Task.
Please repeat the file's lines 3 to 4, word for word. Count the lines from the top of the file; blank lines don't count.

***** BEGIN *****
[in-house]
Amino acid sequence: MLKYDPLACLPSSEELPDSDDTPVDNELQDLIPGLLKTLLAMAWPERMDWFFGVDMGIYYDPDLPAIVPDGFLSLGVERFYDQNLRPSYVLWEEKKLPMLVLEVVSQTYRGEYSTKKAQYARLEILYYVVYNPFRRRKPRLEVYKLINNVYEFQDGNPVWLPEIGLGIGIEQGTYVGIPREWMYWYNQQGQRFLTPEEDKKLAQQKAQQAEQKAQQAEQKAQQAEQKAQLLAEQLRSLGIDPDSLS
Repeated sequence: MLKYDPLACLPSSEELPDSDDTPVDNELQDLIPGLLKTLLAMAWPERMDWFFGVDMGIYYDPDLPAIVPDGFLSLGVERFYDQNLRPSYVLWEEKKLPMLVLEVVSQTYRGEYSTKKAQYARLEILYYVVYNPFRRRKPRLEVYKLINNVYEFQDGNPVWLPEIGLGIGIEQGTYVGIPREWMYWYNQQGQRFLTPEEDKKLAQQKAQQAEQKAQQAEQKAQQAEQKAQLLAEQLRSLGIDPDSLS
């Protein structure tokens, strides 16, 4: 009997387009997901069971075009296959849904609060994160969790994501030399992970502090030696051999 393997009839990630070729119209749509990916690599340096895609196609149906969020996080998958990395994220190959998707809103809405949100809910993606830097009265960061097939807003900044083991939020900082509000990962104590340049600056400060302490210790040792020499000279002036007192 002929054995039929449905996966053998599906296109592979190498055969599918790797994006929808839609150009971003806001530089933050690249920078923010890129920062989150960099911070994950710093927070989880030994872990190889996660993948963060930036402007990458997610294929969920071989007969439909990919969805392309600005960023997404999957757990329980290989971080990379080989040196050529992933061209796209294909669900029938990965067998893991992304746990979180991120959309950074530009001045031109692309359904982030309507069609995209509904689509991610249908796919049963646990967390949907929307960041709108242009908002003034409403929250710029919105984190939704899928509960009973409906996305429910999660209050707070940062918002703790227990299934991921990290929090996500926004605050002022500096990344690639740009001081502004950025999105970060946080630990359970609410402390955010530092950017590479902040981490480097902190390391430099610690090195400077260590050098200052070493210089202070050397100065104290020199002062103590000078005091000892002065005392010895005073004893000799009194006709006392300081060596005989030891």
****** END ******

Repeated sequence: MLKYDPLACLPSSEELPDSDDTPVDNELQDLIPGLLKTLLAMAWPERMDWFFGVDMGIYYDPDLPAIVPDGFLSLGVERFYDQNLRPSYVLWEEKKLPMLVLEVVSQTYRGEYSTKKAQYARLEILYYVVYNPFRRRKPRLEVYKLINNVYEFQDGNPVWLPEIGLGIGIEQGTYVGIPREWMYWYNQQGQRFLTPEEDKKLAQQKAQQAEQKAQQAEQKAQQAEQKAQLLAEQLRSLGIDPDSLS
């Protein structure tokens, strides 16, 4: 009997387009997901069971075009296959849904609060994160969790994501030399992970502090030696051999 393997009839990630070729119209749509990916690599340096895609196609149906969020996080998958990395994220190959998707809103809405949100809910993606830097009265960061097939807003900044083991939020900082509000990962104590340049600056400060302490210790040792020499000279002036007192 002929054995039929449905996966053998599906296109592979190498055969599918790797994006929808839609150009971003806001530089933050690249920078923010890129920062989150960099911070994950710093927070989880030994872990190889996660993948963060930036402007990458997610294929969920071989007969439909990919969805392309600005960023997404999957757990329980290989971080990379080989040196050529992933061209796209294909669900029938990965067998893991992304746990979180991120959309950074530009001045031109692309359904982030309507069609995209509904689509991610249908796919049963646990967390949907929307960041709108242009908002003034409403929250710029919105984190939704899928509960009973409906996305429910999660209050707070940062918002703790227990299934991921990290929090996500926004605050002022500096990344690639740009001081502004950025999105970060946080630990359970609410402390955010530092950017590479902040981490480097902190390391430099610690090195400077260590050098200052070493210089202070050397100065104290020199002062103590000078005091000892002065005392010895005073004893000799009194006709006392300081060596005989030891």